CINCINNATI — The one-bedroom apartment Tyra Patterson must return to each night as part of her probation curfew sits above a Jamaican natural foods store on a bustling street in Cincinnati’s Over-the-Rhine neighborhood.
Family and friends donated furniture, lamps and paintings. A pair of running shoes sits next to the door, waffles from Taste of Belgium are tossed on top of the refrigerator and a journal is placed on a wooden kitchen table.
Little hints of her incarceration show through her habits, when she rolls her clothes into tight, little balls before putting them away in a drawer or when she reaches for a prison-issued bar of soap to wash her face.
Patterson, who grew up in east Dayton, was convicted and sentenced to life in prison at age 19 for the murder and robbery of 15-year-old Michelle Lai on Sept. 20, 1994.
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Now 42, Patterson was paroled on Christmas Day after Lai’s sister — Holly Lai Holbrook — wrote a letter to Ohio Gov. John Kasich in 2016 vouching for her innocence.
Lai Holbrook, who watched her sister get shot that night, told Kasich: “I no longer believe that Tyra participated in the robbery that led to Michelle’s murder. I believe it is wrong for Tyra to stay locked up.”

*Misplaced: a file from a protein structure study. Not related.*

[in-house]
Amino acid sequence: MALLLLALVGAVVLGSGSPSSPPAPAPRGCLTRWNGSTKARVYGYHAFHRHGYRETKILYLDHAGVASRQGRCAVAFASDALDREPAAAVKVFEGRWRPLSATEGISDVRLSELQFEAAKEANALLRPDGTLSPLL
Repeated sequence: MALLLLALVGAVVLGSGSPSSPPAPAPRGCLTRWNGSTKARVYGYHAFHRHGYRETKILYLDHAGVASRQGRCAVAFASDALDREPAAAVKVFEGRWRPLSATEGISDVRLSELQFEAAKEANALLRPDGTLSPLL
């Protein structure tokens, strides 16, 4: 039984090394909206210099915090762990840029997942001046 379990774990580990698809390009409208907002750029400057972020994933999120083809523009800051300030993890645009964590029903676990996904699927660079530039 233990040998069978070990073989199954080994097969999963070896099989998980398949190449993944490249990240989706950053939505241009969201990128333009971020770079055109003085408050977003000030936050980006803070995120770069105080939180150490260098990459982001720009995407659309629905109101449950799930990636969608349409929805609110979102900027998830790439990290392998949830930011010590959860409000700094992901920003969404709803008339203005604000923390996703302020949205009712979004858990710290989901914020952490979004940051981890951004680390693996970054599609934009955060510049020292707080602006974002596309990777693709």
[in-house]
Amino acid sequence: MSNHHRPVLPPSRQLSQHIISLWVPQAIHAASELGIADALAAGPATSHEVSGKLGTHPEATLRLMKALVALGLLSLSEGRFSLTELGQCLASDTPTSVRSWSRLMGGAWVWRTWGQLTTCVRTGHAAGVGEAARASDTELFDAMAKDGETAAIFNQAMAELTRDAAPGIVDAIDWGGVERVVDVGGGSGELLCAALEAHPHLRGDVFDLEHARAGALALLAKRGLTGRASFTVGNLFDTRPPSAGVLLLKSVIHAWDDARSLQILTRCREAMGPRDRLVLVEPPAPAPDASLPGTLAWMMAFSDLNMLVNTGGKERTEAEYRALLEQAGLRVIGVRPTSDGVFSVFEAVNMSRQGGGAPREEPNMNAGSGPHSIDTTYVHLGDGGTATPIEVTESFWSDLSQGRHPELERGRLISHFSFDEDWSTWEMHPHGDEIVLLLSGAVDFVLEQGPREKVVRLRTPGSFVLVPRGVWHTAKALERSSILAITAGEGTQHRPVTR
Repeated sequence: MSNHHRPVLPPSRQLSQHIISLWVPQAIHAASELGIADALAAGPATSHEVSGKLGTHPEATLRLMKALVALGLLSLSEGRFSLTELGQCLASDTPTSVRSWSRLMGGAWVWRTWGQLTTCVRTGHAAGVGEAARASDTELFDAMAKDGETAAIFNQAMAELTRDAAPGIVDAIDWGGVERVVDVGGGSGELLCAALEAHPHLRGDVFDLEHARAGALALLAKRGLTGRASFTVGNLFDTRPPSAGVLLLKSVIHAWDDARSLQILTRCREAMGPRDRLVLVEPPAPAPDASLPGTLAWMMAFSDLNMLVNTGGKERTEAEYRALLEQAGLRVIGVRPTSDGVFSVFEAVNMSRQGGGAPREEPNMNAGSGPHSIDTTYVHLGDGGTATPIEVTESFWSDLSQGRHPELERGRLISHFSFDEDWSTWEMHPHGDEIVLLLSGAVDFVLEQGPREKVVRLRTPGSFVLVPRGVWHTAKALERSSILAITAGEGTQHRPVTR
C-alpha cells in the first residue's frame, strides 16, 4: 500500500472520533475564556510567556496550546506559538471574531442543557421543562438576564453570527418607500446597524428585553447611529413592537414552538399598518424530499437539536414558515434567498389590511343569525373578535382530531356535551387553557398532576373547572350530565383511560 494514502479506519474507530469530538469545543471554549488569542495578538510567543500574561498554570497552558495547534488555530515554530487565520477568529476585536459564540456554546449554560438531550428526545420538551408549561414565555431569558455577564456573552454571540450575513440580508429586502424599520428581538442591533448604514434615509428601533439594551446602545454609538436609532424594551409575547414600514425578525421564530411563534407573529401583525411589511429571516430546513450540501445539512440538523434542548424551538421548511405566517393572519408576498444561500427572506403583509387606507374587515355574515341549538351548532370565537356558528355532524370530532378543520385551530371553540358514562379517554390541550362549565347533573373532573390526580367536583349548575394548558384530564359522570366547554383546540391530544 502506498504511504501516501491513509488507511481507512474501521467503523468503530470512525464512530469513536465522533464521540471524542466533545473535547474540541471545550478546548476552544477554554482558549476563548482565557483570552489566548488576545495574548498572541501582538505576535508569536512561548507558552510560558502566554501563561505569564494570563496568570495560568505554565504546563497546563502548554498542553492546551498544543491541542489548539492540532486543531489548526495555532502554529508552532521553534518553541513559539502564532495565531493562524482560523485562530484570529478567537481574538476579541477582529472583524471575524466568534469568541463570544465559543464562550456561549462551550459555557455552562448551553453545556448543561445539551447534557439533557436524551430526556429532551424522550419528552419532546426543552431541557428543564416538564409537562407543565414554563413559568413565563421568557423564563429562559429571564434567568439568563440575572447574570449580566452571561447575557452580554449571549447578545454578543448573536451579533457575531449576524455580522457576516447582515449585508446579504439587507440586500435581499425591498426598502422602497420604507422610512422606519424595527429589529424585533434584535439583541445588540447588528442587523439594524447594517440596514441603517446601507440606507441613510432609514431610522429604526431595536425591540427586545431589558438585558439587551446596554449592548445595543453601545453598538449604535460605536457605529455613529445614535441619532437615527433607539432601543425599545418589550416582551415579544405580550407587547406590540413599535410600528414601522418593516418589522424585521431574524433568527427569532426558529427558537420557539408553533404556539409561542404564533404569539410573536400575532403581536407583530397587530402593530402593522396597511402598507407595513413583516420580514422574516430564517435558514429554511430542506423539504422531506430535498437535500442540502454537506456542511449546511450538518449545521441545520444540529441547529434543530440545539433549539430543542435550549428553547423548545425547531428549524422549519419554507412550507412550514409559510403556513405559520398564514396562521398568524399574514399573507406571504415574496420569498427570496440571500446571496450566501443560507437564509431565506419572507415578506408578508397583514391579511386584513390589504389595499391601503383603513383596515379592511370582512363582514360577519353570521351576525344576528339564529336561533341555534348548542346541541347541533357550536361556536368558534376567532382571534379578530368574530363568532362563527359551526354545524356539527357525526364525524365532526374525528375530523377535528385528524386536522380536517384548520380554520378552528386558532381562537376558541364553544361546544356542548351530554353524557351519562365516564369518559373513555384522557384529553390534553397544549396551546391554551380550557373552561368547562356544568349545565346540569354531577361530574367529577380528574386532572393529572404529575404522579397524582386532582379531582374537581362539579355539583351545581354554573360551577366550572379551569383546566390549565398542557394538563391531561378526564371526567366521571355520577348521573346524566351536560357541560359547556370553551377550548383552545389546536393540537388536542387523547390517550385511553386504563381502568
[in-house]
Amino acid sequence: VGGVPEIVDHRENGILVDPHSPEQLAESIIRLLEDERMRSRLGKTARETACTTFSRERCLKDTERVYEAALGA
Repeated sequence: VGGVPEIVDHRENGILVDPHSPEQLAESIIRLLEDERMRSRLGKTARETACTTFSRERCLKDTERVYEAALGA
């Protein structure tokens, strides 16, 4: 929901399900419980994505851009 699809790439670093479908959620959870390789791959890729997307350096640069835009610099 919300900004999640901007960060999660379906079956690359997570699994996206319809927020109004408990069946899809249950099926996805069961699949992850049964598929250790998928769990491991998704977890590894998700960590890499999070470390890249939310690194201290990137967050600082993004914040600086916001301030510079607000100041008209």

Various politicians and celebrities — including the documentary filmmaker Ken Burns — got behind Patterson’s innocence claims. Burns posted a Facebook video in 2016 while holding a sign that says “I am Tyra Patterson.”
Just a little more than a month into her new freedom, Patterson — like the thousands of inmates who get paroled from Ohio prisons each year — is transitioning to life on the outside. In 2015, approximately 9,386 inmates were paroled from the prison system and 21,343 were released, according to the latest data from the Ohio Department of Rehabilitation & Correction.
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For many, that freedom will be short-lived. A 2012 study showed an overall three-year recidivism rate for inmates released from Ohio prison was about 30 percent.
Patterson has had some struggles since getting out — Fifth Third Bank, for example, first denied a request to open a bank account because she had only her state-issued ID — but in most respects her story bears little resemblance to the bulk of Ohio’s imprisoned population.
Patterson had prominent people fighting for her release. Most inmates don’t.
In prison, she earned her GED, paralegal certificate, furthered her education through several programs and even learned a little Spanish and Arabic. Before prison, she had a limited ability to read or write after dropping out of school.
And when she left prison she had a good job waiting for her: as a paralegal for the Ohio Justice & Policy Center in Cincinnati, which works to protect the rights of prisoners and those who leave prison.
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